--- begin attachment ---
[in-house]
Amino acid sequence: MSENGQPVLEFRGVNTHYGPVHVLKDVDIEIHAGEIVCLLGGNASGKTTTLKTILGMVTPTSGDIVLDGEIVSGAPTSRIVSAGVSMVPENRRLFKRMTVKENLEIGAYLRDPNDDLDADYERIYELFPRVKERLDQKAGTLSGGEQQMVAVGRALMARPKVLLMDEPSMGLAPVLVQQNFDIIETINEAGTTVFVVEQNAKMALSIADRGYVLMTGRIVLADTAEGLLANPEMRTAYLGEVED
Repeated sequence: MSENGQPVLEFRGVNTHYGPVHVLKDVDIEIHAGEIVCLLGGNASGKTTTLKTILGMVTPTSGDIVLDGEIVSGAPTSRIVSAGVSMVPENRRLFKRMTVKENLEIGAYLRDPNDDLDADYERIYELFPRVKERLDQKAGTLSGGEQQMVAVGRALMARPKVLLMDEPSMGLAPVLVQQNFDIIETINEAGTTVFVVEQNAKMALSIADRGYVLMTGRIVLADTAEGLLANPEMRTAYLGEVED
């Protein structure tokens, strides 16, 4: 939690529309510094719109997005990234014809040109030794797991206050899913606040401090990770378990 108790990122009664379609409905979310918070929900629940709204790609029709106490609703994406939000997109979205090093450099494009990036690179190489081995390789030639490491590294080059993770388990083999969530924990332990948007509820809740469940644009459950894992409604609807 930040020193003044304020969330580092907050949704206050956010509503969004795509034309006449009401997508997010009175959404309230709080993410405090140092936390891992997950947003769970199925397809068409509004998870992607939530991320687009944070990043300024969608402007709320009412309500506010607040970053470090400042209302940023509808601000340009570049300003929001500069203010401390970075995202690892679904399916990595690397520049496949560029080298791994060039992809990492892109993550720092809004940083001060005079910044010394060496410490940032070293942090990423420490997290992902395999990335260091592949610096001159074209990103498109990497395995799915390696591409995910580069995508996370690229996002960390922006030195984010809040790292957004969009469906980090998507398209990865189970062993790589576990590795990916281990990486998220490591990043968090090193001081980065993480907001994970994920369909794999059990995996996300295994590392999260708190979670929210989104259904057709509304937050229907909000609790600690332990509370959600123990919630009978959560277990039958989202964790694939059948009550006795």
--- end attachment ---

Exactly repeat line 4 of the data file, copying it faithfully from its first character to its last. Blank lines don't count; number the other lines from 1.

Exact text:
């Protein structure tokens, strides 16, 4: 939690529309510094719109997005990234014809040109030794797991206050899913606040401090990770378990 108790990122009664379609409905979310918070929900629940709204790609029709106490609703994406939000997109979205090093450099494009990036690179190489081995390789030639490491590294080059993770388990083999969530924990332990948007509820809740469940644009459950894992409604609807 930040020193003044304020969330580092907050949704206050956010509503969004795509034309006449009401997508997010009175959404309230709080993410405090140092936390891992997950947003769970199925397809068409509004998870992607939530991320687009944070990043300024969608402007709320009412309500506010607040970053470090400042209302940023509808601000340009570049300003929001500069203010401390970075995202690892679904399916990595690397520049496949560029080298791994060039992809990492892109993550720092809004940083001060005079910044010394060496410490940032070293942090990423420490997290992902395999990335260091592949610096001159074209990103498109990497395995799915390696591409995910580069995508996370690229996002960390922006030195984010809040790292957004969009469906980090998507398209990865189970062993790589576990590795990916281990990486998220490591990043968090090193001081980065993480907001994970994920369909794999059990995996996300295994590392999260708190979670929210989104259904057709509304937050229907909000609790600690332990509370959600123990919630009978959560277990039958989202964790694939059948009550006795």